Reduce Stormwater Runoff
Here is a list of what residents, Home Owners Associations, and commercial applicators can do to help reduce pollution in stormwater runoff:
  • Dispose of pet waste properly
  • Limit use of pesticides and fertilizers, apply per manufacturer's instructions 
  • Plant native vegetation
  • Wash your vehicle at a commercial car wash or in a yard
  • Properly maintain your vehicle and recycle used oil
  • Use, recycle, and dispose of household chemicals properly
  • Clean paint brushes in a sink and use water-based paint when possible
  • When draining a swimming pool, make sure chlorine is not present
  • Have your septic system maintained and pumped regularly

View a complete list of Tips to Reduce Stormwater Runoff.

Resources for conservation and going green.

Informational brochure from the Water Environment Federation on Pets, Pollution, and Water Quality.

View videos on stormwater quality.

Fun and environmentally-friendly events and information for the entire family, check out these links:

Fat Free Sewers
An increasingly common cause of overflows is sewer pipes clogged by grease.

The biggest byproduct of cooking is grease.  Grease is found in items like meat fats, lard, cooking oil, butter, margarine, food scraps, baking goods, sauces, and dairy products.  Too often, grease is washed down into the plumbing system where it sticks to the sides of the piping. 

Home garbage disposals do not keep the grease out of the plumbing system.  These units only shred solid material into smaller pieces and do not prevent grease from going down into the drain.  Commercial additives, including detergents that claim to dissolve grease may pass grease down the line and cause problems in other areas. 

The results of grease build up can case raw sewage overflows in your home, your neighbor's home, yards, or streets which can result in contact with disease-causing organisms.  These build ups cost the homeowner and the sewer line maintenance department a lot of money to clean up. 

The easiest way to solve the grease problem and to help prevent overflows of raw sewage is to keep this material out of the sewer system.  Here are a few suggestions:  Never pour grease into sinks, tubs, or toilets.  Scrape the grease and food scraps from plates and cookware into the trash or a recycling receptacle.  Do not put grease into garbage disposals.  Put strainers in sinks to catch debris then dispose of into the trash.  Inform your neighbors to do the same!

This information is courtesy of the Water Environment Federation.

View the Fat Free Sewer brochure.

Water Conservation
For citizens, the greatest benefit of water conservation is cost savings which are realized within your home.  By reducing the amount of water consumed, the lower the homeowner's water and sewer bills are.  For a municipality, this reduces the amount of water received at the wastewater treatment facility and can help reduce the frequency of sanitary sewer surcharges.

For the homeowner, it also helps to install energy efficient appliances.  This not only saves on water consumption, it also reduces energy costs. 

Run appliances with full loads.  Use the shortest wash and rinse cycles available.  Avoid the permanent press cycle which can use up to an additional 10-20 gallons of water.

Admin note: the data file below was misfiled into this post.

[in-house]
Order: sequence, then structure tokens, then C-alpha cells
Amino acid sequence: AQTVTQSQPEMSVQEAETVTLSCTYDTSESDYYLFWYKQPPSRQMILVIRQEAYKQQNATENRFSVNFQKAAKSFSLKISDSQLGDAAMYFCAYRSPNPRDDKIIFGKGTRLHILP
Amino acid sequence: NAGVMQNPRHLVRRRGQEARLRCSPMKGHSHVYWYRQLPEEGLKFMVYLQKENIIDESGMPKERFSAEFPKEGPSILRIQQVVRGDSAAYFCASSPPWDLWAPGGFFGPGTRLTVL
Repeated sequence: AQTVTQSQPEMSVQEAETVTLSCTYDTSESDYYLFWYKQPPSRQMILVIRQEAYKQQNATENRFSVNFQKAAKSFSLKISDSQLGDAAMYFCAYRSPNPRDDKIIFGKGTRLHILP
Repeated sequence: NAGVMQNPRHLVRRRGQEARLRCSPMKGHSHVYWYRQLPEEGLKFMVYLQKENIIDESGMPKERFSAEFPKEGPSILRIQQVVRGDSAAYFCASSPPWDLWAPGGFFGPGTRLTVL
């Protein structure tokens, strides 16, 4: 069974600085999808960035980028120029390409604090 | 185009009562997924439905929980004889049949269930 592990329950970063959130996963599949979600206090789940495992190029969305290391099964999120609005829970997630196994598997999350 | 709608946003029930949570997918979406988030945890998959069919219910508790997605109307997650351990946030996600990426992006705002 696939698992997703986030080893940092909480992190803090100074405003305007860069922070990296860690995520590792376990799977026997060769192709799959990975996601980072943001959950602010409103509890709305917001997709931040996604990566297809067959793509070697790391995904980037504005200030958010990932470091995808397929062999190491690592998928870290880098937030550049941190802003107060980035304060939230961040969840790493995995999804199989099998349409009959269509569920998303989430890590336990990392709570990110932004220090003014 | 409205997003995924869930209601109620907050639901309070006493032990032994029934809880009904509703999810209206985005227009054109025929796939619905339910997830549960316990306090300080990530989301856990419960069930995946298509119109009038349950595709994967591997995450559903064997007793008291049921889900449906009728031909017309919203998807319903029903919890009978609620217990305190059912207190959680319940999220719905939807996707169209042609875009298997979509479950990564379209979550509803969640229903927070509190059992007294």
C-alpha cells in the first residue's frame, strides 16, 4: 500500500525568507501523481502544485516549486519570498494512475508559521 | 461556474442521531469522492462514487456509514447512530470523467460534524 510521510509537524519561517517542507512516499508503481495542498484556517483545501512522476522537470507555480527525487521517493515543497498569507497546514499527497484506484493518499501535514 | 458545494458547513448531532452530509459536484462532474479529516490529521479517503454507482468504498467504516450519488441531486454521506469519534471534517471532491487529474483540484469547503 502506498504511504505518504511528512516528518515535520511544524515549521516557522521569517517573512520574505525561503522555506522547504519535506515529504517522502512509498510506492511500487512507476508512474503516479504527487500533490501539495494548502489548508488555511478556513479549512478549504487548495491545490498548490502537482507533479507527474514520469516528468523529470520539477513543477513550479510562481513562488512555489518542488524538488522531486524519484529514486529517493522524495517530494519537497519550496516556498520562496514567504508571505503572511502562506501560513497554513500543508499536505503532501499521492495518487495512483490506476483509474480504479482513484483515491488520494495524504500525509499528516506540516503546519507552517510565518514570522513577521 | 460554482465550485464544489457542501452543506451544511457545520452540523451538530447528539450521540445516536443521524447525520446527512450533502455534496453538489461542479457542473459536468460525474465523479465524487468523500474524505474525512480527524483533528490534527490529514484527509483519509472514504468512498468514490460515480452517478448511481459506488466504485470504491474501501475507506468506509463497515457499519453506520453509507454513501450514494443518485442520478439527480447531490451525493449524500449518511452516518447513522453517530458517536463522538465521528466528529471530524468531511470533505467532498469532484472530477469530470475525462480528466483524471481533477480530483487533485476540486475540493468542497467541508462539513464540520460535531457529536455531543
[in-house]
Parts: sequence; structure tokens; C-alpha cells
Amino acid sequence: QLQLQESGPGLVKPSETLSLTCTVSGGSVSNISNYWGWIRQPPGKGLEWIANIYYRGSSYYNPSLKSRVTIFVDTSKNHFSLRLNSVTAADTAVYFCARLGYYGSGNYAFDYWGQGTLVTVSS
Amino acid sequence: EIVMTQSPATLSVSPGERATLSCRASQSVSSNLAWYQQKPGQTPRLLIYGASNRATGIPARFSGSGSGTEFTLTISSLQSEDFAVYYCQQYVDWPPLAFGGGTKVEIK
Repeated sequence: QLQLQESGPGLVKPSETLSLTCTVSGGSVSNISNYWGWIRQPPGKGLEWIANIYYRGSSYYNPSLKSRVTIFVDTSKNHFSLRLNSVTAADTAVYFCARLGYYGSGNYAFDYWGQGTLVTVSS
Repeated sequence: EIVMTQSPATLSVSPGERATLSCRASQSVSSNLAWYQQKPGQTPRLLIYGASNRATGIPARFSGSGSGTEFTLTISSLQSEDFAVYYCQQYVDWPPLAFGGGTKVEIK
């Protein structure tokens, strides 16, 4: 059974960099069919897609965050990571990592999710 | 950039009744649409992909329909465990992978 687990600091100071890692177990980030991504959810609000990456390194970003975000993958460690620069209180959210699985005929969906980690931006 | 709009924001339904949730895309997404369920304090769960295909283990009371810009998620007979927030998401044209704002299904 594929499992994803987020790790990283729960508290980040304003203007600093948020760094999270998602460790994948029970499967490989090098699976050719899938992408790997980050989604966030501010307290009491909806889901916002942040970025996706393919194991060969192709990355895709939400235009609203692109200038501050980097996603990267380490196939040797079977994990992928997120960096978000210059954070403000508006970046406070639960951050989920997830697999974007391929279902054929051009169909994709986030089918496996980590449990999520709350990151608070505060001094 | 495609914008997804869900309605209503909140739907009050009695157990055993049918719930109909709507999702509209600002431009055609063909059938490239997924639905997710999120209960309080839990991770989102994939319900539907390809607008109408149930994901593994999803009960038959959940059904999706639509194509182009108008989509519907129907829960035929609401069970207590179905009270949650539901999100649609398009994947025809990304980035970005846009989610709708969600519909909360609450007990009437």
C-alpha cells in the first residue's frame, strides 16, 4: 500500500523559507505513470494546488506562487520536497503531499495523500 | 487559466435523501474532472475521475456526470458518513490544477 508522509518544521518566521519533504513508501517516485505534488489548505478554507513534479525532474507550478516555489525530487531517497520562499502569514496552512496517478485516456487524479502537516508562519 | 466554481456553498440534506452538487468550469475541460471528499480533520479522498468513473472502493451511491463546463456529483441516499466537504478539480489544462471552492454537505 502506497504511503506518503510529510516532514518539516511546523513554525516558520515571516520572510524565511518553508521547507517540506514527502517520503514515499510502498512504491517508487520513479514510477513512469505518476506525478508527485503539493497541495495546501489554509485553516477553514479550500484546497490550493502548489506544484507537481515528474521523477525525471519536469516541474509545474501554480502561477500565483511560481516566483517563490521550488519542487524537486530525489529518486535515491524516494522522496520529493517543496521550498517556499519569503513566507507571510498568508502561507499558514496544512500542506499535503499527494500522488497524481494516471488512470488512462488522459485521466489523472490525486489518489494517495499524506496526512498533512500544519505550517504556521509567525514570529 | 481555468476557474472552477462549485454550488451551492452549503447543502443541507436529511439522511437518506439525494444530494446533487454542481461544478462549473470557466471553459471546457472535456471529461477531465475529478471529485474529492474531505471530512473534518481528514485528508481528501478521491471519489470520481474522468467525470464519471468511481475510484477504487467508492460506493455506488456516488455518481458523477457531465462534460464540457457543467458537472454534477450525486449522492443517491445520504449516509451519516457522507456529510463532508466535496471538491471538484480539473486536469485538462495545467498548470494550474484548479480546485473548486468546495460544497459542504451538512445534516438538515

When washing dishes by hand, brushing your teeth, shaving, washing your face, or washing the car, do not let the water run continuously.

Take shorter showers and use a water-conserving showerhead (less than 2.5 gallons per minute) rather than taking baths which can use 30-50 gallons of water.

Water the lawn when absolutely necessary.  Trickle irrigation systems and soaker hoses are 20 percent more efficient than traditional sprinkler systems.

The EPA has launched an enhanced set of web pages to provide information and resources for meeting the water infrastructure challenges faced in communities across the country. 

  • Dumping one quart of motor oil down a storm drain can contaminates 250,000 gallons of water.
  • About 10 - 15 percent of all motor oil purchased leaks onto streets.
  • The oil from one car engine can produce an eight-acre oil slick.
  • Twenty five million tons of rubber wear off of cars in America each week.  This tire dust contains zinc and other metals which can become pollutants when they enter our waterways.
  • The average homeowner uses up to 10 pounds of chemicals on their lawns annually.
  • Around 50 percent of all household hazardous waste is in liquid form.
  • Paved surfaces and rooftops cover on average up to 80 percent of an urban-developed area.
  • Water runs off of paved surfaces up to 10 times as fast as a non-paved surface.
  • There are many benefits to stormwater management - one is that it will help improve our overall local water quality.
  • Everything we do impacts our environment and the quality of the water, air and resources we consume on a daily basis.

Residential Brochure
WaterWorks! Brochure

What You Can Do To Make A Difference

  • Help label storm drains.
  • Maintain your vehicle properly.
  • Don't wash your car in the driveway, instead, wash it at a commercial car wash or in your yard.
  • Don't wash down your driveway or sidewalk with a hose, instead, sweep it.
  • Control pests in your yard and garden without using chemicals, instead, use organic products.
  • Plant native plants instead of invasive species.
  • Follow correct landscape watering guidelines.
  • Don't drain your pool, spa, or hot tub unless all chemicals have been removed from the water.
  • Don't litter.
  • Report illegal dumping by calling (615) 859-2740.
  • Stormwater Brochure:  What it is and how to help correct it


The stormwater hotline is (615) 859-2740.

This is the number for the collection of information regarding water quality concerns.

In addition to calling the above-listed hotline number, please fill out the Stormwater Violation Reporting Form.